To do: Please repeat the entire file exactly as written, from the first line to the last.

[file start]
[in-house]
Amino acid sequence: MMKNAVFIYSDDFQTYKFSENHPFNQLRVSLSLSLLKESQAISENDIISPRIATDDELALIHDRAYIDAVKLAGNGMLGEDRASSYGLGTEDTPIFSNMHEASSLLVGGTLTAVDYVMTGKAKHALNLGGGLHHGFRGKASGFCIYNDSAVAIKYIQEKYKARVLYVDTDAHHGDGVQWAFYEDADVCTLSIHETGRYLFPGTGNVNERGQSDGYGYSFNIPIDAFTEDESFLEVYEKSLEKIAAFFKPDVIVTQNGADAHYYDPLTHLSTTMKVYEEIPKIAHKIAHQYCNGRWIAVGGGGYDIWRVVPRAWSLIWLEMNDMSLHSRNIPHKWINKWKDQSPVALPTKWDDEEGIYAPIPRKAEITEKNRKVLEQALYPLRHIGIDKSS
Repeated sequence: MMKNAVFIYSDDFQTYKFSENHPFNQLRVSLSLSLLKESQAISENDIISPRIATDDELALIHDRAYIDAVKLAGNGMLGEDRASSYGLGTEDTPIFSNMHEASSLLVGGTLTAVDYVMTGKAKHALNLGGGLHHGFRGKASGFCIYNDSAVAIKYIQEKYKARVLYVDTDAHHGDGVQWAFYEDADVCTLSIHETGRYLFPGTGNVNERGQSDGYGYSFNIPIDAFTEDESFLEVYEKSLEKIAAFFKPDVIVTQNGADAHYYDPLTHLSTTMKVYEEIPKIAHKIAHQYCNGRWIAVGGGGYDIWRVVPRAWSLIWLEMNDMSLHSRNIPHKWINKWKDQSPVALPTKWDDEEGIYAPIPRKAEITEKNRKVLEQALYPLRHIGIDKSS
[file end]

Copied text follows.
[in-house]
Amino acid sequence: MMKNAVFIYSDDFQTYKFSENHPFNQLRVSLSLSLLKESQAISENDIISPRIATDDELALIHDRAYIDAVKLAGNGMLGEDRASSYGLGTEDTPIFSNMHEASSLLVGGTLTAVDYVMTGKAKHALNLGGGLHHGFRGKASGFCIYNDSAVAIKYIQEKYKARVLYVDTDAHHGDGVQWAFYEDADVCTLSIHETGRYLFPGTGNVNERGQSDGYGYSFNIPIDAFTEDESFLEVYEKSLEKIAAFFKPDVIVTQNGADAHYYDPLTHLSTTMKVYEEIPKIAHKIAHQYCNGRWIAVGGGGYDIWRVVPRAWSLIWLEMNDMSLHSRNIPHKWINKWKDQSPVALPTKWDDEEGIYAPIPRKAEITEKNRKVLEQALYPLRHIGIDKSS
Repeated sequence: MMKNAVFIYSDDFQTYKFSENHPFNQLRVSLSLSLLKESQAISENDIISPRIATDDELALIHDRAYIDAVKLAGNGMLGEDRASSYGLGTEDTPIFSNMHEASSLLVGGTLTAVDYVMTGKAKHALNLGGGLHHGFRGKASGFCIYNDSAVAIKYIQEKYKARVLYVDTDAHHGDGVQWAFYEDADVCTLSIHETGRYLFPGTGNVNERGQSDGYGYSFNIPIDAFTEDESFLEVYEKSLEKIAAFFKPDVIVTQNGADAHYYDPLTHLSTTMKVYEEIPKIAHKIAHQYCNGRWIAVGGGGYDIWRVVPRAWSLIWLEMNDMSLHSRNIPHKWINKWKDQSPVALPTKWDDEEGIYAPIPRKAEITEKNRKVLEQALYPLRHIGIDKSS